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Eur Respir J. 2014 Oct;44(4):931-41. doi: 10.1183/09031936.00225113. Epub 2014 Aug 7.

Nocturnal intermittent hypoxia predicts prevalent hypertension in the European Sleep Apnoea Database cohort study.

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Dept of Respiratory Medicine, P.J. Safarik University, Medical Faculty, Kosice, Slovakia L. Pasteur University Hospital, Kosice, Slovakia.
Pulmonary and Sleep Disorders Unit, St Vincent's University Hospital, University College Dublin, Dublin, Ireland
Schlafmedizinisches Zentrum, Charité, CCM, Berlin, Germany.
Institute of Tubercolosis and Lung Diseases, Dept of Diagnosis and Treatment of Respiratory Failure, Warsaw, Poland.
Dept of Health Sciences, University of Milano-Bicocca, Milan, Italy Dept of Cardiology, S. Luca Hospital, Istituto Auxologico Italiano, Milan, Italy.
Dept of Sleep Medicine, Sahlgrenska University Hospital, Gothenburg, Sweden.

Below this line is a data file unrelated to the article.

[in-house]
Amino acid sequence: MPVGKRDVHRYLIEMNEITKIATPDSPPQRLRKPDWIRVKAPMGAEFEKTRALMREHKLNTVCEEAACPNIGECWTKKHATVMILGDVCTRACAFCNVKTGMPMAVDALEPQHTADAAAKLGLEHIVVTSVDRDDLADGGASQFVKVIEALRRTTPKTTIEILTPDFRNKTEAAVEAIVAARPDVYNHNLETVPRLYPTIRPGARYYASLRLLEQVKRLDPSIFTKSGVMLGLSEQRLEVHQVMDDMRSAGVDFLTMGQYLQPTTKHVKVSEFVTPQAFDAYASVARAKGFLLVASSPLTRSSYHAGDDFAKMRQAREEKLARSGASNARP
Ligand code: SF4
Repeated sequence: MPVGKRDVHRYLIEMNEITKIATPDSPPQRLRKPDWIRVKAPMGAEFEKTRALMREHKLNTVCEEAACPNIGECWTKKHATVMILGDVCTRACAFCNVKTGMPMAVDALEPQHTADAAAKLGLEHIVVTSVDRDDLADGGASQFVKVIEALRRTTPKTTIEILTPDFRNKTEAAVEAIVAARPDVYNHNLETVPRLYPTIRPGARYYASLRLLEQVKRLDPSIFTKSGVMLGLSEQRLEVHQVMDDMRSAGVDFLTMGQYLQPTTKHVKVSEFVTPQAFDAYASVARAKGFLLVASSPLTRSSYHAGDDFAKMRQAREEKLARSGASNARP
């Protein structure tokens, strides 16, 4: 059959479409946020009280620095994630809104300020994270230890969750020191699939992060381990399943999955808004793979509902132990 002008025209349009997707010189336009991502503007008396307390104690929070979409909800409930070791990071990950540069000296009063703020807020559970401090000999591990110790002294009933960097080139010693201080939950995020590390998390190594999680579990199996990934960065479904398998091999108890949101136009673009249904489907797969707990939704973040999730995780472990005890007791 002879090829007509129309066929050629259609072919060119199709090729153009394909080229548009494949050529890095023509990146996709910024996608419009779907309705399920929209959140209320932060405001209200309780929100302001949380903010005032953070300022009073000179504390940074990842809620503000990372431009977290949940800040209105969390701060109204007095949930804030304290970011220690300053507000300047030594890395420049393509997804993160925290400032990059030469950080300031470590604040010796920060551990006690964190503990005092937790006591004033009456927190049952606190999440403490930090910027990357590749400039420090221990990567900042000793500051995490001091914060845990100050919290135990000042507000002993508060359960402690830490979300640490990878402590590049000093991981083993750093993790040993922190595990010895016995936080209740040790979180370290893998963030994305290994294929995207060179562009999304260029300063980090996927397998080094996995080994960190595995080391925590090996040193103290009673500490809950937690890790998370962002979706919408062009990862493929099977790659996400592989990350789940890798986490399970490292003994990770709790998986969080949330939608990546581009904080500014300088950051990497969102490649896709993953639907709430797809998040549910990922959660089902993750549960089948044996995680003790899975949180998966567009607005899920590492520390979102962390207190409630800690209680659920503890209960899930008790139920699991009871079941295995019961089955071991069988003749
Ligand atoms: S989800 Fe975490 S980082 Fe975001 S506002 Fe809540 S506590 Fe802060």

Systemic hypertension is associated with obstructive sleep apnoea syndrome (OSAS) but the pathophysiological mechanisms are incompletely understood. A collaborative European network of 24 sleep centres established a European Sleep Apnoea Database to evaluate cardiovascular morbidity associated with OSAS. 11 911 adults referred with suspected OSAS between March 2007 and September 2013 underwent overnight sleep studies, either cardiorespiratory polygraphy or polysomnography. We compared the predictive value of the apnoea-hypopnoea index (AHI) and 4% oxygen desaturation index (ODI) for prevalent hypertension, adjusting for relevant covariates including age, smoking, obesity, dyslipidaemia and diabetes. Among patients (70% male, mean±sd age 52±12 years), 78% had AHI>5 events·h(-1) and 41% systemic hypertension. Both AHI and ODI independently related to prevalent hypertension after adjustment for relevant covariates (p<0.0001 for linear trend across quartiles (Q) of severity for both variables). However, in multiple regression analysis with both ODI and AHI in the model, ODI was, whereas AHI was not, independently associated with prevalent hypertension: odds ratios (95% CI) for Q4 versus Q1 regarding ODI were 2.01 (1.61-2.51) and regarding AHI were 0.92 (0.74-1.15) (p<0.0001 and p=0.3054, respectively). This cross sectional study suggests that chronic intermittent hypoxia plays an important role in OSAS-related hypertension.

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